The second argument leveled against French society and government is their supposed racism. The argument goes that postcolonial France has kept much of its colonial mentality. Its fiercely chauvinistic worldview and its distrust of Muslims breeds significant resentment among immigrants and their family, and then radical Islam fills that void.
These accusations are unfair. France hosts a larger Muslim population than any of its European neighbors, even edging the United States despite having a significantly smaller population. Polls also show that the French are more tolerant towards Islam than their European neighbors, with 85 percent of French citizens telling Pew Research that they would be willing to accept Muslims as neighbors, edging out Germany, the UK, and Ireland.
France’s critics will usually concentrate their attacks on French laicité. There’s a deep distrust of France’s laicité by foreign reporters and intellectuals, who suspect it is—or at least has become—little more than a heavy-handed weapon to justify Islamophobia.
Describing the concept of laicité to a non-French audience has long been a major struggle. Laicité is essentially France’s form of secularism, which guarantees freedom of worship while also focusing acutely on limiting the power of religion on the public sphere—a product of a history marked by regular conflicts between the monarchy and the Pope, the wars of religion after the Reformation and the French Revolution (where the clergy often ended up siding with opponents of the revolution). In 2004, in the name of laicité, the government enacted a law that ensured the religious neutrality of public education by prohibiting the wearing of ostentatious religious clothes and symbols (such as crosses or face veils). In 2010, another law banned face-covering veils, or burqas, in public, but mostly on national security grounds.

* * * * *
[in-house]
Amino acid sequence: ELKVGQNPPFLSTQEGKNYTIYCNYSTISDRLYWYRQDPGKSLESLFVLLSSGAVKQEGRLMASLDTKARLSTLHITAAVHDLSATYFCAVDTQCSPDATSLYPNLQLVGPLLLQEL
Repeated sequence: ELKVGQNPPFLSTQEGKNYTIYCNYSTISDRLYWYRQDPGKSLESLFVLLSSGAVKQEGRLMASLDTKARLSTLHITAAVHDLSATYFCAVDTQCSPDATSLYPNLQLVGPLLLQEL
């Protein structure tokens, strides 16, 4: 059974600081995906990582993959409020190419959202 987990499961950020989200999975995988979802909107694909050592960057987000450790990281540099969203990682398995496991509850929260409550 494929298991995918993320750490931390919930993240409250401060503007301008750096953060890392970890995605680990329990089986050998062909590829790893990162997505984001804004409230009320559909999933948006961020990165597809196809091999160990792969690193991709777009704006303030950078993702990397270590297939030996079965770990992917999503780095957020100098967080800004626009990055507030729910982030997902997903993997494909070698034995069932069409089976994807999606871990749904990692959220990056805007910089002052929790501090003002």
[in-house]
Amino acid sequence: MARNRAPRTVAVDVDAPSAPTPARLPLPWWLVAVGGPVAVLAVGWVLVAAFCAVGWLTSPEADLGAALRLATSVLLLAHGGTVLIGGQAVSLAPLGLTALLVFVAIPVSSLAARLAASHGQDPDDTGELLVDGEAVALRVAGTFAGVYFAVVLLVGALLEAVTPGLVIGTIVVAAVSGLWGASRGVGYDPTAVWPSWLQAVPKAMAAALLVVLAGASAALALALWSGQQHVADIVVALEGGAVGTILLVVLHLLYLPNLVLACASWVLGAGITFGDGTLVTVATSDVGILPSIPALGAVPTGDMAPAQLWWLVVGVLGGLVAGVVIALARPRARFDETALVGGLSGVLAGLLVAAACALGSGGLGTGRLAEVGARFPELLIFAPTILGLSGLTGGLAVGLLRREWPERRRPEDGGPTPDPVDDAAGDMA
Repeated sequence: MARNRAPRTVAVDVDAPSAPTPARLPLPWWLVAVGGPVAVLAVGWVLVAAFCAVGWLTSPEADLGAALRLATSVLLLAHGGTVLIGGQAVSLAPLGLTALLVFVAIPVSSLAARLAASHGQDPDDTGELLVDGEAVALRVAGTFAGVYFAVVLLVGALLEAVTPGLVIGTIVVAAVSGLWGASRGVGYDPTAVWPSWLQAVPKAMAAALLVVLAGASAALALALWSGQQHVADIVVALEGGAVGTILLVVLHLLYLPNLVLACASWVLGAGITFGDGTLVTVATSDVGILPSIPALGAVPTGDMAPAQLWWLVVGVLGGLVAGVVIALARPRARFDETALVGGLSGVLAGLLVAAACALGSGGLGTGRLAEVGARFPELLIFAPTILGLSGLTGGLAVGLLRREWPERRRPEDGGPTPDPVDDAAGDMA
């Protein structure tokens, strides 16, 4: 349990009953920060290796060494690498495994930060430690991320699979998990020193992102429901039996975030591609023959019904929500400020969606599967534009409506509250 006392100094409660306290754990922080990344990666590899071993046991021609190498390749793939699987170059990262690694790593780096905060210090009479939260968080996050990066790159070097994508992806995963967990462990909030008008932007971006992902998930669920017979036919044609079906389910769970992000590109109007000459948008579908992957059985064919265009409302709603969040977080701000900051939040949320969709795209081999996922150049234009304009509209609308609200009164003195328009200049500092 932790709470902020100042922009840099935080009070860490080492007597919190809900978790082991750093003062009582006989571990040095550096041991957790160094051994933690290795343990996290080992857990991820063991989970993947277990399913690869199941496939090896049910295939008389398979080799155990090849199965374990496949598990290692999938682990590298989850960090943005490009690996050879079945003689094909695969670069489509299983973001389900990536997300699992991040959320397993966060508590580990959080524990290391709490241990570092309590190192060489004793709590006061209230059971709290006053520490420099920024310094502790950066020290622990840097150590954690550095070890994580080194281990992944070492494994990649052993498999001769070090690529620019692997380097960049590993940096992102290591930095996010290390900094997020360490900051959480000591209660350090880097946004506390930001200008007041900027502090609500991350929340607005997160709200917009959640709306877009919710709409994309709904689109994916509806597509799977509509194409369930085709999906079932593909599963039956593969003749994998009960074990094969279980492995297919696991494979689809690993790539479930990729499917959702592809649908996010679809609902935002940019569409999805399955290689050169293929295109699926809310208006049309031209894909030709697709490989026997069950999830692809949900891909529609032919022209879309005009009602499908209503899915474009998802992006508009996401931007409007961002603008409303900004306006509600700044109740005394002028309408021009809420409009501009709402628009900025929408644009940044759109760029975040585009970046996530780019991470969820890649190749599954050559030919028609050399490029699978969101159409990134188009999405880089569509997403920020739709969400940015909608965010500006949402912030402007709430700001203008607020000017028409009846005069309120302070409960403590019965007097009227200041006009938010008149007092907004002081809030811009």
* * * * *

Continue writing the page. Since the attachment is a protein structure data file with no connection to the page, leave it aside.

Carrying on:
But the idea that French Muslims see laicité as a tool to oppress them does not hold up to any form of scrutiny. In 2005, a year after the 2004 law on religious symbols, laicité had a positive connotation for 81 percent of French Muslims. In 2011, 60 percent supported the 2010 law that banned the wearing of the full-face veil in the streets. In 2019, 70 percent thought that laicité allowed Muslims to practice their faith freely.
Putting a Target on France’s Back
The pundits and politicians in France and abroad who have been calling out an alleged “state-sponsored Islamophobia” should be wary about joining their voices with a chorus of unsavory international actors such as Turkish president Recep Tayyip Erdogan, who has in the past months launched brutal attacks against Macron for his alleged Islamophobic policies.
In addition, the term “Islamophobia” should be used carefully as it conflates two distinct phenomena. Islamophobia understood as anti-Muslim discrimination should be called out and punished. Yet too often the term is weaponized against any criticism of Islam. In a democracy, we should be free to criticize and lampoon any set of ideas, including religions, lest we want to reintroduce the blasphemy laws that Voltaire spent his career having to tiptoe around. Muslims should have the same rights as all citizens, but Islam should face the same scrutiny as any other religion or idea.